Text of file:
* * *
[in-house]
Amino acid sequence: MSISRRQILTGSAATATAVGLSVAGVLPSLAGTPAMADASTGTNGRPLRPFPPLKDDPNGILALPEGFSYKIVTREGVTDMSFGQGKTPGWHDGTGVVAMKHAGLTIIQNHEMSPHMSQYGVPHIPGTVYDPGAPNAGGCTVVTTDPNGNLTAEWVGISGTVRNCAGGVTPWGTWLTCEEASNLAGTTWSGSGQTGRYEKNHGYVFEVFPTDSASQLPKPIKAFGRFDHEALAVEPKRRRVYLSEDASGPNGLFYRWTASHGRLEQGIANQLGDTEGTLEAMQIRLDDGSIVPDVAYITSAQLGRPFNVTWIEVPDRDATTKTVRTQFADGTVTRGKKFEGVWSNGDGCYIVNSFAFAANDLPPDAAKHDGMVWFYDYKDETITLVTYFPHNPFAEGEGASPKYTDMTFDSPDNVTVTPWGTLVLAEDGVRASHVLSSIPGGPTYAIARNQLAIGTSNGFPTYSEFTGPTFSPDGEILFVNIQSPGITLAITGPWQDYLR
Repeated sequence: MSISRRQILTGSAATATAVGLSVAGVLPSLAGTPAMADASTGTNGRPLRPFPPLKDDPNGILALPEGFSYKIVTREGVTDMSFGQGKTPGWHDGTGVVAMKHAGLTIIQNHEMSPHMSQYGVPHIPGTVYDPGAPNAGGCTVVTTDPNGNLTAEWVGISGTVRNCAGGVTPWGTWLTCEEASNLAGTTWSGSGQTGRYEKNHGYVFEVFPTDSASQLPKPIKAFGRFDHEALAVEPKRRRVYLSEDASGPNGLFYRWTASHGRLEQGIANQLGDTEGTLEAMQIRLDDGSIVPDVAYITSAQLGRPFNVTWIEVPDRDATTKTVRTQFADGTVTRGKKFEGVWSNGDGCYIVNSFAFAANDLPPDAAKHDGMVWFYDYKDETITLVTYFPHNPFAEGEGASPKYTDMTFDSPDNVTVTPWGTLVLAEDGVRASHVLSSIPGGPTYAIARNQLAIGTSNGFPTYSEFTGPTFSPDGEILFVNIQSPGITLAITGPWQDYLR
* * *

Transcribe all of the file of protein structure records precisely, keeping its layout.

[in-house]
Amino acid sequence: MSISRRQILTGSAATATAVGLSVAGVLPSLAGTPAMADASTGTNGRPLRPFPPLKDDPNGILALPEGFSYKIVTREGVTDMSFGQGKTPGWHDGTGVVAMKHAGLTIIQNHEMSPHMSQYGVPHIPGTVYDPGAPNAGGCTVVTTDPNGNLTAEWVGISGTVRNCAGGVTPWGTWLTCEEASNLAGTTWSGSGQTGRYEKNHGYVFEVFPTDSASQLPKPIKAFGRFDHEALAVEPKRRRVYLSEDASGPNGLFYRWTASHGRLEQGIANQLGDTEGTLEAMQIRLDDGSIVPDVAYITSAQLGRPFNVTWIEVPDRDATTKTVRTQFADGTVTRGKKFEGVWSNGDGCYIVNSFAFAANDLPPDAAKHDGMVWFYDYKDETITLVTYFPHNPFAEGEGASPKYTDMTFDSPDNVTVTPWGTLVLAEDGVRASHVLSSIPGGPTYAIARNQLAIGTSNGFPTYSEFTGPTFSPDGEILFVNIQSPGITLAITGPWQDYLR
Repeated sequence: MSISRRQILTGSAATATAVGLSVAGVLPSLAGTPAMADASTGTNGRPLRPFPPLKDDPNGILALPEGFSYKIVTREGVTDMSFGQGKTPGWHDGTGVVAMKHAGLTIIQNHEMSPHMSQYGVPHIPGTVYDPGAPNAGGCTVVTTDPNGNLTAEWVGISGTVRNCAGGVTPWGTWLTCEEASNLAGTTWSGSGQTGRYEKNHGYVFEVFPTDSASQLPKPIKAFGRFDHEALAVEPKRRRVYLSEDASGPNGLFYRWTASHGRLEQGIANQLGDTEGTLEAMQIRLDDGSIVPDVAYITSAQLGRPFNVTWIEVPDRDATTKTVRTQFADGTVTRGKKFEGVWSNGDGCYIVNSFAFAANDLPPDAAKHDGMVWFYDYKDETITLVTYFPHNPFAEGEGASPKYTDMTFDSPDNVTVTPWGTLVLAEDGVRASHVLSSIPGGPTYAIARNQLAIGTSNGFPTYSEFTGPTFSPDGEILFVNIQSPGITLAITGPWQDYLR